Given the UK’s patchy history of engaging the public in a debate about the issue of personal data. Not to mention the  national data opt-out programme being rolled-out in May. We can take some encouragement from today’s findings which suggest increasing public confidence about how their data is treated. 80% of respondents said they would be confident that their personal data would be held securely if they were asked by their doctor to take part in a health research study in the UK. 26% of respondents said they would not be. In 2014 the respective figures were 72% and 18%.

On some issues, however, opinions seem rooted to the floor. People still have least confidence in health research studies undertaken by the pharmaceutical industry.  But on the other hand, the knowledge that people’s confidence in pharma research grows once they know it works closely with the NHS, may be a foundation for promoting further partnership working which shows a different side to the industry. I am sure this will be an important topic of conversation at the AMRC/ABPI Patients First ‘Pioneering Partnerships’ conference on 20th March.

But perhaps the starkest findings for me are those that shine a light on the differences in attitudes to research across different groups related to ethnicity, social class and working status.

If you are white your expectations of being treated treated with dignity in health research are greater than if you are from an ethnic minority (52% versus 35%). The same is true if you are better off (59% of those in social class AB versus 39% of those in social class DE). And the findings point to a similar picture when it comes to educational level. It is also worth adding that only 26% of respondents from an ethnic minority were very confident about the use of their data compared to 37% of white respondents.

These differences matter. Last year a slate of policy reports was published that highlighted the need for health research to collectively change its ways if it was going to produce knowledge and outcomes that reflect the needs of an increasingly diverse population. This includes breaking down the barriers that make people from these groups less likely to want to be part of research.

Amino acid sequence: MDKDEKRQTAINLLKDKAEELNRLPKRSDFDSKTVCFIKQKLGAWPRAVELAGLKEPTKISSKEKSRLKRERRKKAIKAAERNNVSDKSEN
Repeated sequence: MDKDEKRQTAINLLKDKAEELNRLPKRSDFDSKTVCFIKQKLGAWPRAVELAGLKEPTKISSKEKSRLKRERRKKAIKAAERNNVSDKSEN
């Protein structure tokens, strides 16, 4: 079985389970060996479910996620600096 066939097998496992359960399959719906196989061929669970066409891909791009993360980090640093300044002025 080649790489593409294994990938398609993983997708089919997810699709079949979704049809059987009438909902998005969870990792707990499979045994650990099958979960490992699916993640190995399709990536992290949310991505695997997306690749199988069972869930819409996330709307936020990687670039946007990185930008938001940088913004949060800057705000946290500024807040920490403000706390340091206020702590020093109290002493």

But nor are these differences new to us. The ‘Going the Extra Mile’ strategic review of public involvement in the NIHR highlighted diversity as a key issue issue which has resulted in a dedicated work-stream being taken forward by INVOLVE . Look out also for publication of the final PPI standards by the four UK nations on 20th March. However, in other countries the debate about under-representation of certain groups has raged more strongly.  This article is quite a good example of how that public discussion is unfolding in the United States.

But given the highly collaborative health research system we have developed in the UK perhaps we have an opportunity to use this strength to collectively take prolonged and considered action where others might find it more difficult to take a strategic approach. But it will require leadership from the very top as well as action at grassroots level, working with community leaders, voluntary sector groups and others who can build bridges in meaningful ways.


James Joyce once said that opinion polls were like children digging up flowers to see if they were growing or not. But sometimes such polls are important in highlighting issues and pinpointing instances where some re-planting is necessary. In this instance, my sense is that we need to be growing research in the communities and places where under-represented groups in research live and work. Not be expecting them to come to us.

Have a good day.

(tomorrow I’ll be having a quick look at some of the other findings in the survey and what they mean for health research and public involvement).

Last November, on the eve of ‘INVOLVE at 21,’ colleagues from across the world gathered in London to launch an international network for public involvement in research.

If you click on the picture caption below you will be able to read the network’s first bulletin including a report of what happened on the day, interesting results from the first every global survey of public involvement, and details of forthcoming webinars in March and a meeting in  May.